The Widow's Captive

by Lucette Nel


Clear Creek County, Colorado

December, 1882

Cold air bit his cheeks as snow pelted him. Jonah Hale pinched the bridge of his nose in an effort to stifle a sneeze. He had to be a special kind of fool to allow the women of church to persuade him to plod through the woods on his horse during a brutal storm.

Not persuade. Bully.

He wiped his face with the back of his glove-covered hand. Men had lost their way in weather not half as bad. Had he known the storm would turn this fierce, he’d have waited a day or two. If he didn’t freeze to death, the miner, Don Hanson, might just put a bullet in him this time.

Feed the hungry. Help those in trouble.

Except for the occasional drink at Seth’s saloon, that old loon Hanson didn’t want anything to do with the residents of Hollow Creek. That’s why he stayed in the remote cabin.

Granted, under different circumstances, Jonah would’ve saluted the women’s concern over the miner, but it was difficult when heavy clouds and darkness loomed.

Shivering, he pulled the collar of his duster another notch higher and licked his quivering, parched lips. Please Lord, let me reach Don’s cabin before I freeze to death.

Freezing to death couldn’t be as bad as what Mattie had suffered. Images of the building collapsing stabbed Jonah. Emotion clogged his throat. He rocked in the saddle and shook his head. “Easy, boy. Don’t dump me now.”

The stallion snorted and its ears flicked to and fro.

Patting the muscled neck, Jonah blew out his breath. It appeared in front of his mouth in white puffs. Urging the animal forward, he lifted the lantern high to study the dark surroundings. The light did little to penetrate the dense shadows and massive swirling snowflakes. Annoyance at the cold bubbled inside him. Although born and raised in Colorado, he’d never witnessed anything quite like this. He ought to be in the boardinghouse, his mouth watering over the venison stew his aunt served on Mondays.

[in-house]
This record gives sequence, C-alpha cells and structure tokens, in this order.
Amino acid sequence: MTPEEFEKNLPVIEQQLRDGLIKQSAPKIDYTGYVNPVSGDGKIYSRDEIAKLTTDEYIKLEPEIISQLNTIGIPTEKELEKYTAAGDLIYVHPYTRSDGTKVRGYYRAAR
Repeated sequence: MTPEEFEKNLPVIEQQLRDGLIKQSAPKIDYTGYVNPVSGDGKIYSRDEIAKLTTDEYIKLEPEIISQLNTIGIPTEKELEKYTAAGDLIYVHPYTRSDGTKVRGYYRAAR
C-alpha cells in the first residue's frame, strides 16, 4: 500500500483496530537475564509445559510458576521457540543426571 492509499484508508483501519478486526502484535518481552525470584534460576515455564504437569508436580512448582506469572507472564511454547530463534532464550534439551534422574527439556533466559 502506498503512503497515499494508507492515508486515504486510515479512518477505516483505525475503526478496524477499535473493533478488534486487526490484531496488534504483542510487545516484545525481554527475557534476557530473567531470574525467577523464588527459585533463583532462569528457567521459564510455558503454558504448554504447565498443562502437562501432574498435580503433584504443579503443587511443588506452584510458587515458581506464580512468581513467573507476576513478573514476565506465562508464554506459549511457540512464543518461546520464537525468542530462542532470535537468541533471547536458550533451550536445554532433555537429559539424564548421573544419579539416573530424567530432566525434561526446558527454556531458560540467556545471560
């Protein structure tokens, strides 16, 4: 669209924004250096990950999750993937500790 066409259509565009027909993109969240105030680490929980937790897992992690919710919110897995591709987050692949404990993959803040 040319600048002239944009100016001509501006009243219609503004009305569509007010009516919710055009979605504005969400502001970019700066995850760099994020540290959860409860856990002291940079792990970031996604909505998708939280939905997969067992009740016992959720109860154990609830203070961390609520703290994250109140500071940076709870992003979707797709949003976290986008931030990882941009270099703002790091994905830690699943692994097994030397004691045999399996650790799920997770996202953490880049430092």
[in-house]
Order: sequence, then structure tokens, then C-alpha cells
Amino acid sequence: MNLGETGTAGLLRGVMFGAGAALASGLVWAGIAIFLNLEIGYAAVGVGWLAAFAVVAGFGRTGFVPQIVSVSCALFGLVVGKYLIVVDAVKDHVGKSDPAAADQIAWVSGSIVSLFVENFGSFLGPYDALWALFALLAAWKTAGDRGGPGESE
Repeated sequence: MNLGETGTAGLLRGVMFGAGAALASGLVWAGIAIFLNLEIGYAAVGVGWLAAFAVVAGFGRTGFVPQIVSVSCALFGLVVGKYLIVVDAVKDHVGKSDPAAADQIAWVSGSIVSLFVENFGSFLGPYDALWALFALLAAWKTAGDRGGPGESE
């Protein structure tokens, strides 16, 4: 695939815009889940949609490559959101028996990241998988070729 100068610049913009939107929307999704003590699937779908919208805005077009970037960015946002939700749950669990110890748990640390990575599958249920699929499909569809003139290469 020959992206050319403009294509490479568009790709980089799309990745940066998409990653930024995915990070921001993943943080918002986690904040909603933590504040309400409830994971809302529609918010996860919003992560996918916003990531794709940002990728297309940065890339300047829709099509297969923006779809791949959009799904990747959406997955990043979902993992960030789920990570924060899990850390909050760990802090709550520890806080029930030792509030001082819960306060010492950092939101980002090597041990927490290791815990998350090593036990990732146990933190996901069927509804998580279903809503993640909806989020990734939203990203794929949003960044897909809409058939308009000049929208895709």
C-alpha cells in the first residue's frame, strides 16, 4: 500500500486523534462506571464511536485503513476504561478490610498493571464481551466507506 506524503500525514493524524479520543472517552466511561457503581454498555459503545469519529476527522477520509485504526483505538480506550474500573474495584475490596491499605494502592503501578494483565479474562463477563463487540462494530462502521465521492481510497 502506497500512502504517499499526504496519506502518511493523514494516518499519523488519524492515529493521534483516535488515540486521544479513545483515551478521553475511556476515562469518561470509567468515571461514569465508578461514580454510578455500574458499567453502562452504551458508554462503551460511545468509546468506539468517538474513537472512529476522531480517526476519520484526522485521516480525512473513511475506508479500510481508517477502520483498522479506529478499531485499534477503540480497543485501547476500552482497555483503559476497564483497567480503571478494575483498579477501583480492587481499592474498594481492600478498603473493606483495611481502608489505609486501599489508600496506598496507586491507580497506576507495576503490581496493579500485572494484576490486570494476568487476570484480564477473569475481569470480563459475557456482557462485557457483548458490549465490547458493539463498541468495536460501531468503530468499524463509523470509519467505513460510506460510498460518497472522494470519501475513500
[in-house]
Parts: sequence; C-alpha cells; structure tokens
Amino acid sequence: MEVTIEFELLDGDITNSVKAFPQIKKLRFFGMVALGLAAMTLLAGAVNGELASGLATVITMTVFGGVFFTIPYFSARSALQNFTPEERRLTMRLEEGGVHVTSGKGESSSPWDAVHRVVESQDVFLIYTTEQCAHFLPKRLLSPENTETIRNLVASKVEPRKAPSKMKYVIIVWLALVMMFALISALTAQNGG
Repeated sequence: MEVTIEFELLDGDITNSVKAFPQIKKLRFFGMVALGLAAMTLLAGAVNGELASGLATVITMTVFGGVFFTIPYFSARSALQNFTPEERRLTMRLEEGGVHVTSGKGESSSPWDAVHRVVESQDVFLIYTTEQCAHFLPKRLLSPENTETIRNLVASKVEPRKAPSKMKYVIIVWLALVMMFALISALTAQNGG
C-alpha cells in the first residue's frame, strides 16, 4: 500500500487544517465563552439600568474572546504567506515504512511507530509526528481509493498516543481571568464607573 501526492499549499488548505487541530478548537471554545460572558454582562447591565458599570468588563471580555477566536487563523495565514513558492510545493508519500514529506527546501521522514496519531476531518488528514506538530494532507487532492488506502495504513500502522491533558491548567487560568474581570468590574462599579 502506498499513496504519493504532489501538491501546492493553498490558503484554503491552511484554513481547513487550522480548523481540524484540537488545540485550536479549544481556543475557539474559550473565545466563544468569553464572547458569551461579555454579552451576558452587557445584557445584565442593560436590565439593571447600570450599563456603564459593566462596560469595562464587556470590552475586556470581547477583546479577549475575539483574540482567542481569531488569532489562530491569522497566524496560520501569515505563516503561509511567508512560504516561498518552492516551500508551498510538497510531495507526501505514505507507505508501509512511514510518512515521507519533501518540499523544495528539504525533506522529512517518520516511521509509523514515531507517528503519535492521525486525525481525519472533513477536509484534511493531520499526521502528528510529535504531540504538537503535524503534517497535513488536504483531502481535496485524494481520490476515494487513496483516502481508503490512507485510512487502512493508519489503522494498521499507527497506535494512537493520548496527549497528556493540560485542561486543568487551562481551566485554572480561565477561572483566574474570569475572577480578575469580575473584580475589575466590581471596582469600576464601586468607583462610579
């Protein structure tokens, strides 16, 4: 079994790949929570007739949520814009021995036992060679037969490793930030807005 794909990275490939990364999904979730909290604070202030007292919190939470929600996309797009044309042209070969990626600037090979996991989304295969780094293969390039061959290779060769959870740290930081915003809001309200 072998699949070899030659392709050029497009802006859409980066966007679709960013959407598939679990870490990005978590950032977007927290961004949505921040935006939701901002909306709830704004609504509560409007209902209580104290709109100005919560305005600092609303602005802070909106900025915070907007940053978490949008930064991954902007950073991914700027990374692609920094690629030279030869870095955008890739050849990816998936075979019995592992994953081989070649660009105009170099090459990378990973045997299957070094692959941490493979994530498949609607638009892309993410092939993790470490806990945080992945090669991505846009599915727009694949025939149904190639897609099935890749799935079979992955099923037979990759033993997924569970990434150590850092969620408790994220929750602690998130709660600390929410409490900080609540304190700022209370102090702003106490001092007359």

No use complaining. Here he was, fighting aggressive winds and guiding a horse through knee-deep snow. His stomach rumbled, taunting him for refusing the sandwiches his aunt offered on his way out. Just dandy, Jonah.

Frost gnawed at the tip of his nose and the wind pinched his ears, and he pulled his scarf up to cover the lower part of his face. Reared in Clear Creek County, he knew the woods as well as the star pinned on his chest, but in this weather, nothing appeared familiar. The possibility that he was lost mocked him. It was a harsh likelihood to face, considering he could barely make out a foot ahead. He squinted and, standing up in the saddle, studied the intimidating shapes of pines. Lord, I’d be obliged if You’d give me some kind of sign down here.

The blinding snow slowed for mere moments, enough to reveal a faint flickering in the distance.

WidowsCaptive“Hallelujah!” Jonah slapped the mount’s side. “We’ll be out of this storm in minutes.”

The light disappeared—blackness cloaked the world ahead of him once again. But not before he directed his horse toward the cabin. All around, tall evergreens swayed to and fro. A branch snapped nearby. He rested his hand on the butt of his holstered Colt as the hair at the back of his neck rose. The wind carried the howls of wolves, perhaps the very pack that had attacked a local peddler two nights ago.

His horse’s hind legs buckled and he fell hard onto his haunches. Jonah grabbed the saddle horn to keep himself from flying back. The stallion snorted and tossed its head.